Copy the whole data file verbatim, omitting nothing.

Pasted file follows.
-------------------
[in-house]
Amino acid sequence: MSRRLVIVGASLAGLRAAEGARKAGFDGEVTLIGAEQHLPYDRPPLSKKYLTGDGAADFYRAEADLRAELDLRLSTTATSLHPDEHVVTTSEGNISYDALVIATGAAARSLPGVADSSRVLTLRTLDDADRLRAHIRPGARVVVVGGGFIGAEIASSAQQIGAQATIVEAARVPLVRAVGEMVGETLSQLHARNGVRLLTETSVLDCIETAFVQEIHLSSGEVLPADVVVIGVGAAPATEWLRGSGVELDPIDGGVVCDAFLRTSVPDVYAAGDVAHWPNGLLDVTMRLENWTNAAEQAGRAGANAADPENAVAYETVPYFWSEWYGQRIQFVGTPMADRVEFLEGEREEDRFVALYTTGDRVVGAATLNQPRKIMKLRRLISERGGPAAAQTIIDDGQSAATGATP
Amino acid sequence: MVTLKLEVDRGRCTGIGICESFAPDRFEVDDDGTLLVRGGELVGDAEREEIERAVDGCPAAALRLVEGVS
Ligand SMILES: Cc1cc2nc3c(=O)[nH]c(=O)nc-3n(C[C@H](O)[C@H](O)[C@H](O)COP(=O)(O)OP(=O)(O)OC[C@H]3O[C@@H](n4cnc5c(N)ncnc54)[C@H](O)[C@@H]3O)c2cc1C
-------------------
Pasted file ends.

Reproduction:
[in-house]
Amino acid sequence: MSRRLVIVGASLAGLRAAEGARKAGFDGEVTLIGAEQHLPYDRPPLSKKYLTGDGAADFYRAEADLRAELDLRLSTTATSLHPDEHVVTTSEGNISYDALVIATGAAARSLPGVADSSRVLTLRTLDDADRLRAHIRPGARVVVVGGGFIGAEIASSAQQIGAQATIVEAARVPLVRAVGEMVGETLSQLHARNGVRLLTETSVLDCIETAFVQEIHLSSGEVLPADVVVIGVGAAPATEWLRGSGVELDPIDGGVVCDAFLRTSVPDVYAAGDVAHWPNGLLDVTMRLENWTNAAEQAGRAGANAADPENAVAYETVPYFWSEWYGQRIQFVGTPMADRVEFLEGEREEDRFVALYTTGDRVVGAATLNQPRKIMKLRRLISERGGPAAAQTIIDDGQSAATGATP
Amino acid sequence: MVTLKLEVDRGRCTGIGICESFAPDRFEVDDDGTLLVRGGELVGDAEREEIERAVDGCPAAALRLVEGVS
Ligand SMILES: Cc1cc2nc3c(=O)[nH]c(=O)nc-3n(C[C@H](O)[C@H](O)[C@H](O)COP(=O)(O)OP(=O)(O)OC[C@H]3O[C@@H](n4cnc5c(N)ncnc54)[C@H](O)[C@@H]3O)c2cc1C